Succession Planning – the "Final Test of Greatness"
The final test of greatness in a CEO is how well he chooses a successor and whether he can step aside and let his successor run the company.
– Peter Drucker
Many business owners dream of creating a business that is so successful that it stays in the family for many generations. Unfortunately, this is not often the reality. Studies show that 70% of businesses fail to survive into the second generation. It takes planning, foresight and resolve to pass the reins in a way that makes success possible for your successor.
Issues and Obstacles
The average successful small business owner faces many issues and obstacles when he or she approaches the subject of succession planning:
The greater part of their life has been devoted to building the business from the ground up. It is their “baby” and it is not easy to hand over to anyone else.
Their identity is wrapped up in the business, as is their standing in the community.
It is likely to be the largest asset in their personal financial portfolio. Few business owners have accumulated enough investment and retirement assets to fund a comfortable retirement.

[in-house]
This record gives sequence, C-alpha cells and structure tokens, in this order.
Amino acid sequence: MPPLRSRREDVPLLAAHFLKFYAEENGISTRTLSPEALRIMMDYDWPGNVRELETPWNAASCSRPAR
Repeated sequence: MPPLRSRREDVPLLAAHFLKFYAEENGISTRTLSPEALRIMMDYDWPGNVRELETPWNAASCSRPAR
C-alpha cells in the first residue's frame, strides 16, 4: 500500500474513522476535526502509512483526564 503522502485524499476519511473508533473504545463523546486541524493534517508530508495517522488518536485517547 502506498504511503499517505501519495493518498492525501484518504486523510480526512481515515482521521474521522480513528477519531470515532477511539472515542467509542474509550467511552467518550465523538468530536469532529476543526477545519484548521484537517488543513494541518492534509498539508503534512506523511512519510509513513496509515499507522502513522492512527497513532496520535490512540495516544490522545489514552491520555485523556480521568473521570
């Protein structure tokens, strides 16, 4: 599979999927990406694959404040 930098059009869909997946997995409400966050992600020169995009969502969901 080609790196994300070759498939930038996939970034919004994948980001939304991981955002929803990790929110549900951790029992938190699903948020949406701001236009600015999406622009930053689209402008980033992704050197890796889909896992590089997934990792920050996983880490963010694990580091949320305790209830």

Their focus has been primarily on the business for a number of years, so they often do not have interests outside of the business.
Is it any wonder that few business owners are willing to plan for their succession?
Why Should I Have a Succession Plan?
The stakes are high. Without a succession plan, most businesses will die with the owner. If it is done right, a succession plan will:
Perpetuate an organization that fosters a strong family identity;
Safeguard the values, goals, and security of the family;
Unlock some of the business wealth created by the current generation of owners;
Allow the wisdom, skills and knowledge of the current owners to be shared with their successors;
Provide a smooth transition that preserves important relationships with key employees, vendors, customers and bankers;
Pass the business control to the right team of managers and owners while maintaining family unity; and
Enhance the prospects for future growth in the company.
Implementing a succession plan can take 6 months or 6 years. It is a long term process that starts with the desire of the business owner to keep the business in the family.
We specialize in helping clients navigate through succession while preserving both the family and the business. See how our 10 Succession Strategies® can help you pass the “Final Test of Greatness”.